Greetings from Amtrak.
Following up on Wednesday’s post, Senators Lankford and Heitkamp yesterday announced a hearing to be held on Thursday July 26 to discuss “The Challenges and Opportunities of the Proposed Government Reorganization on OPM and GSA.” The FEHBlog will be tuning in.
A lot has been happening on the prescription drug front
- Per the Wall Street Journal, two major manufacturers Merck and Novartis have joined Pfizer in heeding the Administration’s request that they better control their pricing. Good for them.
- The Food and Drug Administration (“FDA”) is encouraging drug manufacturers to make efforts to convert appropriate generic prescription drugs to over the counter drugs. The difference between the two is that prescription drugs requires a doctor’s supervision usually for safety reasons.
- The FDA also has released a Biosimilars Action Plan. Biosimilars are generic, lower cost versions of specialty drugs. The Plan explains that to date the FDA has approved 11 biosimilars, including five in 2017 and one of those was to treat cancer. “As the U.S. market continues to expand and evolve, economies of scale should allow biosimilars to pass on more savings to payors and, in turn, patients. Prices should continue to fall as markets become more competitive.” The Plan explains the steps that the agency is taking to assist biosimilar development and approval.
- The FDA also announced yesterday the formation of a workgroup to consider importing prescription drugs into the United States for the purpose of improving price competition on sole source prescription and generic drugs.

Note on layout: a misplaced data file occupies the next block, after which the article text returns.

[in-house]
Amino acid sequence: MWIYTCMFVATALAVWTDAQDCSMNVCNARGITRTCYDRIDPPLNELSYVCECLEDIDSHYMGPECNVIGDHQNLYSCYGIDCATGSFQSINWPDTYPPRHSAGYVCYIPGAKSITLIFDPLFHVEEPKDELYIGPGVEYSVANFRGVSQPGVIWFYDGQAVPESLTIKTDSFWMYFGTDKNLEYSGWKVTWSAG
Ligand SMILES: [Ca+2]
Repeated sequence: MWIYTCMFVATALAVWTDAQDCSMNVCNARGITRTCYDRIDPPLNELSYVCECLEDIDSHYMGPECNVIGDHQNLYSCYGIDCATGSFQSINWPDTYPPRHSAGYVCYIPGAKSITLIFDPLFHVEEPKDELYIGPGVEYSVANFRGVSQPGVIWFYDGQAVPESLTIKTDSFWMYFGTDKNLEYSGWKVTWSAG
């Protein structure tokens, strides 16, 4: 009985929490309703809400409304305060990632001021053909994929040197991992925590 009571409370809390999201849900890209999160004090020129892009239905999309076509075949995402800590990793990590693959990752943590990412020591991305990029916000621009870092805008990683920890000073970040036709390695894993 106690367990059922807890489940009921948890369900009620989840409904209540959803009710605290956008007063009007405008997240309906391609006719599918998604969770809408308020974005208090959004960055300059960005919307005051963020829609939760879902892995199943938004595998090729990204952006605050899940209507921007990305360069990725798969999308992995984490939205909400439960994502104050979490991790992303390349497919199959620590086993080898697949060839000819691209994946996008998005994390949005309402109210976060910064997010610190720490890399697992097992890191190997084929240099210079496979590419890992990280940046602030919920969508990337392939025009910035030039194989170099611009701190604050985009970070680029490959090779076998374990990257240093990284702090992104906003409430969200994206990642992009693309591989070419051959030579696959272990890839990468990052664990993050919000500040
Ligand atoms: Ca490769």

- Healthcare Finance reports on public comments, particularly from the AMA and AHIP, on the President’s blueprint to better control drug prices.
- Finally Reuters reports that the Office of Management and Budget is reviewing a proposed HHS rule that likely would impact the use of prescription drug manufacturer rebates with the Medicare, Medicaid, Indian Health Service and other public federal health care programs, but not the FEHBP.
The report finds ransomware attacks actually reversed course in 2018 and trends lower in the first half of this year. While ransomware attacks rose in 2017, with an 89 percent increase in the frequency of reported attacks, these attacks as major IT/hacking data breach events impacting over 500 patient records dropped from 19 major data breaches in the first half of 2017 (the comparison period) to 8 major data breaches in the first half of 2018, marking a decrease of 57 percent.
Ransomware attacks reported as a percent of major IT/hacking data breach events impacting over 500 patient records dropped to 13.56 percent in the first six months of 2018, the report states. This metric peaked in the first half of 2017, at 30 percent, and then has declined in the two subsequent periods, dropping to 22 percent in the second half of 2017.
The report authors credit this drop to healthcare organizations adding micro-segmentation to networks, as well as specialized software to address ransomware threats. In the largest hospitals, new Zero Trust technologies have been added to the existing mix of defense in depth technologies to expand and harden the defensive perimeters, the report states.
The report authors also note that this data appears to be consistent with other sources. Kaspersky Lab recently found that the total number of ransomware events decreased by approximately 30 percent from 2016-2017 to 2017-2018, the report notes. “The Kaspersky report notes that ransomware attackers are searching for more profitable activities such as cryptojacking. Per Kaspersky, they have found that ransomware is ‘rapidly vanishing,’ and that cryptocurrency mining is starting to take its place,” the Cryptonite report authors wrote.